53) From: Derek Bradford
This reply is in response to John Webster's original and subsequent posts.
John,  I have a few issues with your post, although they're not limited to
you specifically; they're also directed to the overall contempt for
Starbucks.  Firstly, you claim to have been doing research into machines,
and then went to Starbucks to see what  they offered.  Had you done your
research as you claimed, you'd have already known that there are only two
consumer brewers that acheive proper brew temperature for drip coffee.
Since you also knew that Starbucks didn't sell either machine, I can only
assume that you went in not to browse their machines, but to show off your
extensive coffee knowlege.  Why create such confrontation?
Secondly, you seem to have some real distain for youth.  I would love to
hear your theories on how young people make inferior managers and their
relationship to the age of your ties.
So a Starbucks employee didn't know as much about coffee as you do.  So
what.  If you don't like their products, staff, or organizational structure=
,
don't shop there.  Nobody twisted your arm, and the employee you treated
like crap certainly didn't value your time or opinions.  There are certain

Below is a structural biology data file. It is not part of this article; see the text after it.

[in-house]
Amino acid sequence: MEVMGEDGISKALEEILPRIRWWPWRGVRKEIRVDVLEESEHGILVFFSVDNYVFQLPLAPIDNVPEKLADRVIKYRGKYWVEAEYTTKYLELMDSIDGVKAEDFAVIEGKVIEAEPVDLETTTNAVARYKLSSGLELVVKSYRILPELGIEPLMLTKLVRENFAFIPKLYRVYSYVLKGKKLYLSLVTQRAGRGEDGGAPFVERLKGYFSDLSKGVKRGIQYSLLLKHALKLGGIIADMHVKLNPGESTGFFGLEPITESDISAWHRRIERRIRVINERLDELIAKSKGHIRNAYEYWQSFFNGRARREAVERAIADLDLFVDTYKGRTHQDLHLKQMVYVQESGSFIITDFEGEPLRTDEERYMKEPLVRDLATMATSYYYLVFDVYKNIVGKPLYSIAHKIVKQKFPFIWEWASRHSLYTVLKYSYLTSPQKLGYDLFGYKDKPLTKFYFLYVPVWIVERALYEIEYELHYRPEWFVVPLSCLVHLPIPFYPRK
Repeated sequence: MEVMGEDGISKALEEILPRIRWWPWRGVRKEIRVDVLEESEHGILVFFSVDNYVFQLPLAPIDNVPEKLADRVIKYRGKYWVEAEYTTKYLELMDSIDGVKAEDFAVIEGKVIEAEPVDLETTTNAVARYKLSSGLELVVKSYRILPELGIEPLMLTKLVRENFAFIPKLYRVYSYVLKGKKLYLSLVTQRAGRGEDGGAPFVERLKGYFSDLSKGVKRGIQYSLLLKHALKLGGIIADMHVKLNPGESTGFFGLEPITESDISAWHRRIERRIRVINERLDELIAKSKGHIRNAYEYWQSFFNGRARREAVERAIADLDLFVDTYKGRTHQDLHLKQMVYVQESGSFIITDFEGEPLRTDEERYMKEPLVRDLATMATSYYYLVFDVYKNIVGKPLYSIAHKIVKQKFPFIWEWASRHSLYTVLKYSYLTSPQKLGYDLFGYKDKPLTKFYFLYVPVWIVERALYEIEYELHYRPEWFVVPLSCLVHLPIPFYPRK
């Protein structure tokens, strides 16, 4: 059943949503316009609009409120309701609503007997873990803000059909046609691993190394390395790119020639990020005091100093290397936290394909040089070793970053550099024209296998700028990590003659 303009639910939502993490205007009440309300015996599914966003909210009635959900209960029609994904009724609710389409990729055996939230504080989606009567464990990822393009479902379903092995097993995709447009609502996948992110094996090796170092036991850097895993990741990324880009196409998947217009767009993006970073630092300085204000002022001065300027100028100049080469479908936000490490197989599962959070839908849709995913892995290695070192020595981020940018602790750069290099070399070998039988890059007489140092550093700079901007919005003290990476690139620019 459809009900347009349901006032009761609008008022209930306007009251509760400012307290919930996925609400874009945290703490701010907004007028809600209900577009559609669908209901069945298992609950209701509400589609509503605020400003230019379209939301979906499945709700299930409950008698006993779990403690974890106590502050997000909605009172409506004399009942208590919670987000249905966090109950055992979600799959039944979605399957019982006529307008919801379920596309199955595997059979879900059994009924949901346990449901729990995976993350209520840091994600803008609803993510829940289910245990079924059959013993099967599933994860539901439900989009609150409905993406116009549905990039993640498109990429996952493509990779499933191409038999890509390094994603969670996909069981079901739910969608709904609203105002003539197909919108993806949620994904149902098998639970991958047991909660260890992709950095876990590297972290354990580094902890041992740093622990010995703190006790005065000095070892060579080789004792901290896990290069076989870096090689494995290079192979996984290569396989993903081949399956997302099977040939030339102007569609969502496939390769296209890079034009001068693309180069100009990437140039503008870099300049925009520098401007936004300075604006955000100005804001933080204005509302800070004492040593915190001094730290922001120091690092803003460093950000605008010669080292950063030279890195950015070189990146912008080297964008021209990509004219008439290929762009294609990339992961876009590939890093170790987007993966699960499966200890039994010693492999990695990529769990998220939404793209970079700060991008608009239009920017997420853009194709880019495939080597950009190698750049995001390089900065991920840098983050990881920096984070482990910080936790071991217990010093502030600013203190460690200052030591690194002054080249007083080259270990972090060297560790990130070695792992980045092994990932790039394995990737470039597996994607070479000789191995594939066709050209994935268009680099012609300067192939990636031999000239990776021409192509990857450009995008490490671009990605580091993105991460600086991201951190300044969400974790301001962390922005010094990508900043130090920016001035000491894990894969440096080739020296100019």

demographics that fast food retailers don't cater to, and whose business
they don't want.  You are of that demographic.  Don't feel bad about it;
they simply can't offer the level of product you require, and by continuing
to expect it from them when you know it's not possible, you are being unfai=
r
to the employees who have to serve you.  Have you ever shown a McDonald's
employee how to make a proper burger, or berated one for not making it just
like you do at home?  It's time to step off the pedestal and find a cafe
that serves the kind of coffee you want.  I know it's trendy to dump on
Starbucks, and it feels good to "know" more than someone else does, but it'=
s
just petty and small.
--Derek
--
The Uglyroast 3! Coffee Roaster.  ...Now 85% less ugly!http://uglyroast.atspace.com

54) From: Aaron
thanks B scott!!  I love things like that,  and now I remember that 
thing... my apple had a floppy drive on it and i tended to 'ignore' the 
tape drive units, unless it was the PDP 11 i got to work on at school...
didnt they eventually offer a 300 baud modem upgrade to that thing too?
aaron

55) From: National Prison Consultants
This is a multi-part message in MIME format.
Now, another guy as issues..
1.	Read my initial post.  "I needed a new coffee brewer and have been
doing some research. (I thank the many of you that have offered
suggestions.)  In the meantime, the other day I was having lunch next to a
$tarbucks and decided to check out their coffee brewers." I think you see
where is says "have been doing."  I don't think it says that I have
completed my research and was aware that only TWO machines on planet had a
high enough brew temp and I wanted to go into *$ to bust someone's balls.
2.	Your observation "as you claimed" suggest that I am lying and that
is rude, misguided and demonstrates you have another agenda with your post.
Let me know what it is and I will meet you head on, on a point by point
basis.
3.	You assume that "I knew Starbucks didn't sell wither machine" is